Portland Press Herald - Wednesday, October 25, 2017 

Scientists who study the endangered North Atlantic right whale estimate that the species will be doomed to extinction by 2040 if humans don’t make substantive changes to protect them. The dire prediction, delivered at an annual meeting of experts on the species in Halifax, Nova Scotia, comes amid the worst die-off researchers have ever recorded. With authorities already reducing ship speeds, researchers say the most important thing people can do is to reduce the risk of the whales getting entangled in fishing gear.
Maine entrepreneurs introduce new wave of plant-based eats
Portland Press Herald - Wednesday, October 25, 2017 

Casco-based startup Freshiez first rolled out its all-vegan and all-organic veggie crumbles and burgers to independent grocery stores in April. Six months later, sales have quadrupled, the company says, and restaurants are requesting the pre-cooked products intended for grocery stores.
Column: Join in the fight against climate change
Kennebec Journal - Wednesday, October 25, 2017 

What will it take to convince you that climate change is happening and is a problem that must be addressed? That was one of the questions posed at a recent Maine Climate Table meeting, a group chaired by Cathy Lee. Perhaps Lyme disease and deer ticks? The terrible loss of commercial fisheries along the Maine coast as the ocean water warms? The huge number of moose dying from ticks? Erratic weather, including a frightening increase in fires, floods, and hurricanes? Well, you better get on this soon, because your help is desperately needed to save our planet. ~ George Smith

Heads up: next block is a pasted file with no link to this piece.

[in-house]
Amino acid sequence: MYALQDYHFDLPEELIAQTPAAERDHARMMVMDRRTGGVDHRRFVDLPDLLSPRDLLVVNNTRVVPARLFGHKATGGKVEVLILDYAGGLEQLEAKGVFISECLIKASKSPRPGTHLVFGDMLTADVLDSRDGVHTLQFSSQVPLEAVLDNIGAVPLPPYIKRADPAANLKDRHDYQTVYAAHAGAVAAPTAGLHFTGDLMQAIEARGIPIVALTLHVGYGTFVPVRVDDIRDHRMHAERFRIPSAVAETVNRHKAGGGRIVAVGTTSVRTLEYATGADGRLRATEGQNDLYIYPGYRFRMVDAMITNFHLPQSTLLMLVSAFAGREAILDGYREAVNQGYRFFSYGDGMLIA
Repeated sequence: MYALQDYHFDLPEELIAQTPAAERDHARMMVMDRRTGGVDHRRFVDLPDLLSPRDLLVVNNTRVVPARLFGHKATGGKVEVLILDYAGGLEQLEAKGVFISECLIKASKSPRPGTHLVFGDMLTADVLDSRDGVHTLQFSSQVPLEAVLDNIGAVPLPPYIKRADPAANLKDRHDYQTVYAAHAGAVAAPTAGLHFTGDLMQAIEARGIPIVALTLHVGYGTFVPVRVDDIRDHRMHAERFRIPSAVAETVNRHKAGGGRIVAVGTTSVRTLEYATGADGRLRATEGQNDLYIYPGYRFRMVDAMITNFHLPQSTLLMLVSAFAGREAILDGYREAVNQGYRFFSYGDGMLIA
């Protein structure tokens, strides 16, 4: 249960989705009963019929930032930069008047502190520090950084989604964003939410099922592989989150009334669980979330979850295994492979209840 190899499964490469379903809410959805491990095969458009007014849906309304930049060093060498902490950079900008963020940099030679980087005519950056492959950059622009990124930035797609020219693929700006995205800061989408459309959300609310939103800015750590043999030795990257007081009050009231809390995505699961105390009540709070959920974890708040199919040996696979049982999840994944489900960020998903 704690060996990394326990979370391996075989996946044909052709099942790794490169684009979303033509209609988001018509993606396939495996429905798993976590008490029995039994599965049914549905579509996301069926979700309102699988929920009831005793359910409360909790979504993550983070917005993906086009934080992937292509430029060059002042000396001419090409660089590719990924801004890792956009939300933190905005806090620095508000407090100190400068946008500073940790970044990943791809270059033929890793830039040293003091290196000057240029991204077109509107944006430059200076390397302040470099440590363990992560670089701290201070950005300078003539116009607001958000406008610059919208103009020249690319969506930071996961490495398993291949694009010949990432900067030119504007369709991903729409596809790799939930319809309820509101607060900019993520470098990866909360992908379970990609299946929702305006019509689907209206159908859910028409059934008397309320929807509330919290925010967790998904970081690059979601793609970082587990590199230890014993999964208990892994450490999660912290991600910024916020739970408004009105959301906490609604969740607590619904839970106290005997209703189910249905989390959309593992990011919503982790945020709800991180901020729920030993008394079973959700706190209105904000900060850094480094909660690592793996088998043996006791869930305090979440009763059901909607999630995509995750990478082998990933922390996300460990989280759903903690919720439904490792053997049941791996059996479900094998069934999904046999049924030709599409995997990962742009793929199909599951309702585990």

There’s no better medicine than walking in the woods with kids
Aislinn Sarnacki Act Out Blog - Tuesday, October 24, 2017 

When I was asked to lead a guided hike in Waterville, I didn’t know what to expect. But I would never have guessed that 59 people would show up. I believe that by encouraging children to be active today, they’ll be healthier tomorrow. And furthermore, by fostering an appreciation and love for the wilderness today, they may grow up to be stewards of the environment, to care for our precious wild spaces and wildlife. Maybe some day 5-year-old Max will help conserve an important habitat, or build a community trail, or rescue someone lost on a mountain. He’s already off to a good start, with his insatiable curiosity and a pocket full of bandaids.
Augusta Planning Board gives blessing to farmers’ market in former church
Kennebec Journal - Tuesday, October 24, 2017 

The Planning Board has voted to recommend that the city allow the Farmers’ Market at Mill Park to use a vacant former State Street church as its winter home. During the summer, the market is under the pavilion at the city’s Mill Park, on the northern edge of downtown.